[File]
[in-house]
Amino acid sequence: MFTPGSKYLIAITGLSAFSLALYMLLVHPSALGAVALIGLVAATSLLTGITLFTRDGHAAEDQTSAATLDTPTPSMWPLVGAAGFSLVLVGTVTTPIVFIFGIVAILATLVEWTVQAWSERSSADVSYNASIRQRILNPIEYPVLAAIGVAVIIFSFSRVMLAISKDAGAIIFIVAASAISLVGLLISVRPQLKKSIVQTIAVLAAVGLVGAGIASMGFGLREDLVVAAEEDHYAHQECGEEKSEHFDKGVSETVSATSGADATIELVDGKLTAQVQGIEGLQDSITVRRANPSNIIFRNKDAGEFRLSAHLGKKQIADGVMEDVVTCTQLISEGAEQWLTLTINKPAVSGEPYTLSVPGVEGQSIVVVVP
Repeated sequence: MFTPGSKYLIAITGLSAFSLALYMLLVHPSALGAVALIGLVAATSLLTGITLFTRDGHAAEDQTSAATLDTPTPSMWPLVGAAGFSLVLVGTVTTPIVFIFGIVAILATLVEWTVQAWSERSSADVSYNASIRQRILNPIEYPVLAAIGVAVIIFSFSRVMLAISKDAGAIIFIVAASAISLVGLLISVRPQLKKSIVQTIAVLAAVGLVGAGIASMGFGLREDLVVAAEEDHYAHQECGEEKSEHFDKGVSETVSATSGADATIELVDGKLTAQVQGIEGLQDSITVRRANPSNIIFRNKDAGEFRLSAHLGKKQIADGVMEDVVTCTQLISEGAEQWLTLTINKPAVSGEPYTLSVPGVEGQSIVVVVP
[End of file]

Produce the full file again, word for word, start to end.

[in-house]
Amino acid sequence: MFTPGSKYLIAITGLSAFSLALYMLLVHPSALGAVALIGLVAATSLLTGITLFTRDGHAAEDQTSAATLDTPTPSMWPLVGAAGFSLVLVGTVTTPIVFIFGIVAILATLVEWTVQAWSERSSADVSYNASIRQRILNPIEYPVLAAIGVAVIIFSFSRVMLAISKDAGAIIFIVAASAISLVGLLISVRPQLKKSIVQTIAVLAAVGLVGAGIASMGFGLREDLVVAAEEDHYAHQECGEEKSEHFDKGVSETVSATSGADATIELVDGKLTAQVQGIEGLQDSITVRRANPSNIIFRNKDAGEFRLSAHLGKKQIADGVMEDVVTCTQLISEGAEQWLTLTINKPAVSGEPYTLSVPGVEGQSIVVVVP
Repeated sequence: MFTPGSKYLIAITGLSAFSLALYMLLVHPSALGAVALIGLVAATSLLTGITLFTRDGHAAEDQTSAATLDTPTPSMWPLVGAAGFSLVLVGTVTTPIVFIFGIVAILATLVEWTVQAWSERSSADVSYNASIRQRILNPIEYPVLAAIGVAVIIFSFSRVMLAISKDAGAIIFIVAASAISLVGLLISVRPQLKKSIVQTIAVLAAVGLVGAGIASMGFGLREDLVVAAEEDHYAHQECGEEKSEHFDKGVSETVSATSGADATIELVDGKLTAQVQGIEGLQDSITVRRANPSNIIFRNKDAGEFRLSAHLGKKQIADGVMEDVVTCTQLISEGAEQWLTLTINKPAVSGEPYTLSVPGVEGQSIVVVVP